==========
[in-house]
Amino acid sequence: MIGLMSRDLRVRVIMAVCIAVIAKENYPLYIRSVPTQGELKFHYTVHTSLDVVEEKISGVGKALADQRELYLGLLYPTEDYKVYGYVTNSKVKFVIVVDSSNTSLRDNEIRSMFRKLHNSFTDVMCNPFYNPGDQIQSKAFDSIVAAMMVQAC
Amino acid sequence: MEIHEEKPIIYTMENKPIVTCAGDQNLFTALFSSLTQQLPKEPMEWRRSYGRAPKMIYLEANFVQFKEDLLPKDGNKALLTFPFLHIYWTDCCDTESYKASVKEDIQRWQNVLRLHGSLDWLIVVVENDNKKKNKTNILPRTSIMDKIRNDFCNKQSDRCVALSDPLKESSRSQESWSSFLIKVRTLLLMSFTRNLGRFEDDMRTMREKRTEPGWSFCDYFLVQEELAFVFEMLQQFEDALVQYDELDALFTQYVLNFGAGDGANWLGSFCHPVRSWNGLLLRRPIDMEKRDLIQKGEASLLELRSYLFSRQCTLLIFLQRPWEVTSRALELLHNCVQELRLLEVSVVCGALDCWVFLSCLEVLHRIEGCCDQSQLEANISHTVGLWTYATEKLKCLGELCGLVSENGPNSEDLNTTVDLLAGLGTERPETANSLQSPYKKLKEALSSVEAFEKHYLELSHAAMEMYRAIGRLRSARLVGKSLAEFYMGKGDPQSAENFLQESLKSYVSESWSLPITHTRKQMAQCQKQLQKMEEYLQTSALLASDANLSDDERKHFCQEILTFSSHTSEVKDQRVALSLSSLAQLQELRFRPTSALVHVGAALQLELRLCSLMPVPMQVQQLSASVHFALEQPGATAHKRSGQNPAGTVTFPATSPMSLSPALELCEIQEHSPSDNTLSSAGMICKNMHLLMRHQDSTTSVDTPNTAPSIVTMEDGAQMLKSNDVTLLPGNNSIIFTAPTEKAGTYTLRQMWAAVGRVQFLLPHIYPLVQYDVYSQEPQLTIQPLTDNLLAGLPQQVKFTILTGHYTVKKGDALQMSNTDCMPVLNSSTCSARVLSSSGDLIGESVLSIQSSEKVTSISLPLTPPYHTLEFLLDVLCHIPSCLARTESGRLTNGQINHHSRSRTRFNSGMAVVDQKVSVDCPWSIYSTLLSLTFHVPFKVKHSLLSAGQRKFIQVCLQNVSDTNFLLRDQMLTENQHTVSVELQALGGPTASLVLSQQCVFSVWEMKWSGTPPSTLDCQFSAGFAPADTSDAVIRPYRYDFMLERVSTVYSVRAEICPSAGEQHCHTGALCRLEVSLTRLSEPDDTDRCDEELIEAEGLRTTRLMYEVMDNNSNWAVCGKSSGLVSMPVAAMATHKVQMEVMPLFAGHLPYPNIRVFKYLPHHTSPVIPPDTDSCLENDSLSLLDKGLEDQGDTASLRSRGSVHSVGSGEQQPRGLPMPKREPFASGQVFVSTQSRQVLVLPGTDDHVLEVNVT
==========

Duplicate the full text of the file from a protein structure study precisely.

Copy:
[in-house]
Amino acid sequence: MIGLMSRDLRVRVIMAVCIAVIAKENYPLYIRSVPTQGELKFHYTVHTSLDVVEEKISGVGKALADQRELYLGLLYPTEDYKVYGYVTNSKVKFVIVVDSSNTSLRDNEIRSMFRKLHNSFTDVMCNPFYNPGDQIQSKAFDSIVAAMMVQAC
Amino acid sequence: MEIHEEKPIIYTMENKPIVTCAGDQNLFTALFSSLTQQLPKEPMEWRRSYGRAPKMIYLEANFVQFKEDLLPKDGNKALLTFPFLHIYWTDCCDTESYKASVKEDIQRWQNVLRLHGSLDWLIVVVENDNKKKNKTNILPRTSIMDKIRNDFCNKQSDRCVALSDPLKESSRSQESWSSFLIKVRTLLLMSFTRNLGRFEDDMRTMREKRTEPGWSFCDYFLVQEELAFVFEMLQQFEDALVQYDELDALFTQYVLNFGAGDGANWLGSFCHPVRSWNGLLLRRPIDMEKRDLIQKGEASLLELRSYLFSRQCTLLIFLQRPWEVTSRALELLHNCVQELRLLEVSVVCGALDCWVFLSCLEVLHRIEGCCDQSQLEANISHTVGLWTYATEKLKCLGELCGLVSENGPNSEDLNTTVDLLAGLGTERPETANSLQSPYKKLKEALSSVEAFEKHYLELSHAAMEMYRAIGRLRSARLVGKSLAEFYMGKGDPQSAENFLQESLKSYVSESWSLPITHTRKQMAQCQKQLQKMEEYLQTSALLASDANLSDDERKHFCQEILTFSSHTSEVKDQRVALSLSSLAQLQELRFRPTSALVHVGAALQLELRLCSLMPVPMQVQQLSASVHFALEQPGATAHKRSGQNPAGTVTFPATSPMSLSPALELCEIQEHSPSDNTLSSAGMICKNMHLLMRHQDSTTSVDTPNTAPSIVTMEDGAQMLKSNDVTLLPGNNSIIFTAPTEKAGTYTLRQMWAAVGRVQFLLPHIYPLVQYDVYSQEPQLTIQPLTDNLLAGLPQQVKFTILTGHYTVKKGDALQMSNTDCMPVLNSSTCSARVLSSSGDLIGESVLSIQSSEKVTSISLPLTPPYHTLEFLLDVLCHIPSCLARTESGRLTNGQINHHSRSRTRFNSGMAVVDQKVSVDCPWSIYSTLLSLTFHVPFKVKHSLLSAGQRKFIQVCLQNVSDTNFLLRDQMLTENQHTVSVELQALGGPTASLVLSQQCVFSVWEMKWSGTPPSTLDCQFSAGFAPADTSDAVIRPYRYDFMLERVSTVYSVRAEICPSAGEQHCHTGALCRLEVSLTRLSEPDDTDRCDEELIEAEGLRTTRLMYEVMDNNSNWAVCGKSSGLVSMPVAAMATHKVQMEVMPLFAGHLPYPNIRVFKYLPHHTSPVIPPDTDSCLENDSLSLLDKGLEDQGDTASLRSRGSVHSVGSGEQQPRGLPMPKREPFASGQVFVSTQSRQVLVLPGTDDHVLEVNVT